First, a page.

• 29. Diversity Paradigms DIVERSITY FOCUS PARADIGM Equal opportunity Discrimination Fair treatment and Recruitment of minorities Fairness Strict compliance with laws Access Acceptance and celebration and of differences Legitimacy Learning Integrating deep-level And differences into organization4.1 Effectiveness Chapter 12 Copyright ©2007 by South-Western, a division of Thomson Learning. All rights reserved Adapted from Exhibit 12.7 29
  • 30. Benefits of the Learning and Effectiveness Diversity Paradigm Values common ground Makes a distinction between individual and group differences Less likely to encounter conflict Focuses on bringing different talent and perspectives together4.1 Chapter 12 Copyright ©2007 by South-Western, a division of Thomson Learning. All rights reserved 30
  • 31. Diversity Principles 1. Carefully and faithfully follow and enforce all equal employment opportunity laws 2. Treat group differences as important, but not special 3. Tailor opportunities to individuals, not groups 4. Reexamine, but maintain, high standards 5. Set high but realistic goals Web Link http://www.eeoc.gov4.2 Chapter 12 Copyright ©2007 by South-Western, a division of Thomson Learning. All rights reserved Adapted from Exhibit 12.9 31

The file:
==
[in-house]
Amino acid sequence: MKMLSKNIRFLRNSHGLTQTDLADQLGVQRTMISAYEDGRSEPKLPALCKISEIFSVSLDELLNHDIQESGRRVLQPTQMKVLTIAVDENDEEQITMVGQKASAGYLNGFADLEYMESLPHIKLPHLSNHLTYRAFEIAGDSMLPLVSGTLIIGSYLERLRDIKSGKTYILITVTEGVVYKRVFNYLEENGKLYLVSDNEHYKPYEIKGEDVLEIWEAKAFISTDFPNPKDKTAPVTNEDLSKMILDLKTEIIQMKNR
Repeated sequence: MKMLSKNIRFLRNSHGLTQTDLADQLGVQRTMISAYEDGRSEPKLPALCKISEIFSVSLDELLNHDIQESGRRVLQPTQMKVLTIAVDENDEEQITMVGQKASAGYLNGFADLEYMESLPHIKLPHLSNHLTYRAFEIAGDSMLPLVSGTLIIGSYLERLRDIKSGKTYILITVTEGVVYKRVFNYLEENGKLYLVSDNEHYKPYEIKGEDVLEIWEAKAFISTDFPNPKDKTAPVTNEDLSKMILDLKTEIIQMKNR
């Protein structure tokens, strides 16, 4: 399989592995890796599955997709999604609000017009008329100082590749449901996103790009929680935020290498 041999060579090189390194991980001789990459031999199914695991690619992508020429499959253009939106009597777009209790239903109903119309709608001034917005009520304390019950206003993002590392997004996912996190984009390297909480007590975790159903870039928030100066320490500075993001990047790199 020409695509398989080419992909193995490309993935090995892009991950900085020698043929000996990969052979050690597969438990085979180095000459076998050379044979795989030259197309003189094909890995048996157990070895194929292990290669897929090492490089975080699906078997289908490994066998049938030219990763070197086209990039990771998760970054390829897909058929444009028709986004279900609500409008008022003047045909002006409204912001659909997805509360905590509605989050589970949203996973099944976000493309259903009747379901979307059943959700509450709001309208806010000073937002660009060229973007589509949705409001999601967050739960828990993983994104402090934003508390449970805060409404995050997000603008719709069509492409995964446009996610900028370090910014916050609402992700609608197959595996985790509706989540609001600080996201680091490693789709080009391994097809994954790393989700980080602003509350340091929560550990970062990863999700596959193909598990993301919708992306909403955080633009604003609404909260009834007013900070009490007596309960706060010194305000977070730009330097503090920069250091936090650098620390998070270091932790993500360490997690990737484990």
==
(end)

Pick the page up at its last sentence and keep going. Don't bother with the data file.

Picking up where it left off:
• 32. Diversity Training and Practices Training Practices  Awareness Training  Diversity Audits  Skills-Based  Diversity Pairing Diversity Training  Minority Experiences4.3 Chapter 12 Copyright ©2007 by South-Western, a division of Thomson Learning. All rights reserved 32